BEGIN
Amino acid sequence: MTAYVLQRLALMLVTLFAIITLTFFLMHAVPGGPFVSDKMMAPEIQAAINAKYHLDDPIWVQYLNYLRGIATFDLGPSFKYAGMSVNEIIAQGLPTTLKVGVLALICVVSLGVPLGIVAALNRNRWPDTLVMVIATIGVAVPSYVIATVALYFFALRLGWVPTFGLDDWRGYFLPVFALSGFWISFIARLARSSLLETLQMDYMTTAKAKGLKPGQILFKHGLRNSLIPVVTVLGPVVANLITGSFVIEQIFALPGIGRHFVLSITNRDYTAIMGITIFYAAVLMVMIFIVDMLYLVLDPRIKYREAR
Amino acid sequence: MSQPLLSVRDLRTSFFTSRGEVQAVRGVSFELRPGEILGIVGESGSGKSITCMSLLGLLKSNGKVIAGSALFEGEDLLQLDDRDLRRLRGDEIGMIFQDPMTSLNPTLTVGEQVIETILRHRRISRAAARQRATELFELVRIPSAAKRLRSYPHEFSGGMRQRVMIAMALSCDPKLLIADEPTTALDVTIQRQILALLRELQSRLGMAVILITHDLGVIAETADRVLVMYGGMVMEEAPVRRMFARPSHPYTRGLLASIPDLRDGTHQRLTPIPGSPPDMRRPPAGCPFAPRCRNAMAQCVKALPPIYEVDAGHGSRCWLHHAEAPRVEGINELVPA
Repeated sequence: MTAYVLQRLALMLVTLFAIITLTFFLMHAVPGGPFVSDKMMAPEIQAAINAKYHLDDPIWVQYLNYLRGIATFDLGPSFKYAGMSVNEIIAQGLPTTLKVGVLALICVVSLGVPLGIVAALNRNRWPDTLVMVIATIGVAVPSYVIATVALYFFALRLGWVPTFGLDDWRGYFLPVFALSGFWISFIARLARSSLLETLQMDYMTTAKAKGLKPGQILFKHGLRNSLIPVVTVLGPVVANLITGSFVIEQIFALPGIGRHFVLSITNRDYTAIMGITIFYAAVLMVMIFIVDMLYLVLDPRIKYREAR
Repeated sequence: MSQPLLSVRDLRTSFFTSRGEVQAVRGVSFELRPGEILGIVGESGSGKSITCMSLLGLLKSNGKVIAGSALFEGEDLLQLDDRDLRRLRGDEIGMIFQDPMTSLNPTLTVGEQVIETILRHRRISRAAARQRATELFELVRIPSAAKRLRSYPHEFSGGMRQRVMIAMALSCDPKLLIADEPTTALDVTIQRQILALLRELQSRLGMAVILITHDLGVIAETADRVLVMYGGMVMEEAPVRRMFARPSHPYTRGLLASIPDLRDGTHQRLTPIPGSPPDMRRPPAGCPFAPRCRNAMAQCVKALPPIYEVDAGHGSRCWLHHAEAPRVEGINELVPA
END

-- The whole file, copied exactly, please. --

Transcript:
Amino acid sequence: MTAYVLQRLALMLVTLFAIITLTFFLMHAVPGGPFVSDKMMAPEIQAAINAKYHLDDPIWVQYLNYLRGIATFDLGPSFKYAGMSVNEIIAQGLPTTLKVGVLALICVVSLGVPLGIVAALNRNRWPDTLVMVIATIGVAVPSYVIATVALYFFALRLGWVPTFGLDDWRGYFLPVFALSGFWISFIARLARSSLLETLQMDYMTTAKAKGLKPGQILFKHGLRNSLIPVVTVLGPVVANLITGSFVIEQIFALPGIGRHFVLSITNRDYTAIMGITIFYAAVLMVMIFIVDMLYLVLDPRIKYREAR
Amino acid sequence: MSQPLLSVRDLRTSFFTSRGEVQAVRGVSFELRPGEILGIVGESGSGKSITCMSLLGLLKSNGKVIAGSALFEGEDLLQLDDRDLRRLRGDEIGMIFQDPMTSLNPTLTVGEQVIETILRHRRISRAAARQRATELFELVRIPSAAKRLRSYPHEFSGGMRQRVMIAMALSCDPKLLIADEPTTALDVTIQRQILALLRELQSRLGMAVILITHDLGVIAETADRVLVMYGGMVMEEAPVRRMFARPSHPYTRGLLASIPDLRDGTHQRLTPIPGSPPDMRRPPAGCPFAPRCRNAMAQCVKALPPIYEVDAGHGSRCWLHHAEAPRVEGINELVPA
Repeated sequence: MTAYVLQRLALMLVTLFAIITLTFFLMHAVPGGPFVSDKMMAPEIQAAINAKYHLDDPIWVQYLNYLRGIATFDLGPSFKYAGMSVNEIIAQGLPTTLKVGVLALICVVSLGVPLGIVAALNRNRWPDTLVMVIATIGVAVPSYVIATVALYFFALRLGWVPTFGLDDWRGYFLPVFALSGFWISFIARLARSSLLETLQMDYMTTAKAKGLKPGQILFKHGLRNSLIPVVTVLGPVVANLITGSFVIEQIFALPGIGRHFVLSITNRDYTAIMGITIFYAAVLMVMIFIVDMLYLVLDPRIKYREAR
Repeated sequence: MSQPLLSVRDLRTSFFTSRGEVQAVRGVSFELRPGEILGIVGESGSGKSITCMSLLGLLKSNGKVIAGSALFEGEDLLQLDDRDLRRLRGDEIGMIFQDPMTSLNPTLTVGEQVIETILRHRRISRAAARQRATELFELVRIPSAAKRLRSYPHEFSGGMRQRVMIAMALSCDPKLLIADEPTTALDVTIQRQILALLRELQSRLGMAVILITHDLGVIAETADRVLVMYGGMVMEEAPVRRMFARPSHPYTRGLLASIPDLRDGTHQRLTPIPGSPPDMRRPPAGCPFAPRCRNAMAQCVKALPPIYEVDAGHGSRCWLHHAEAPRVEGINELVPA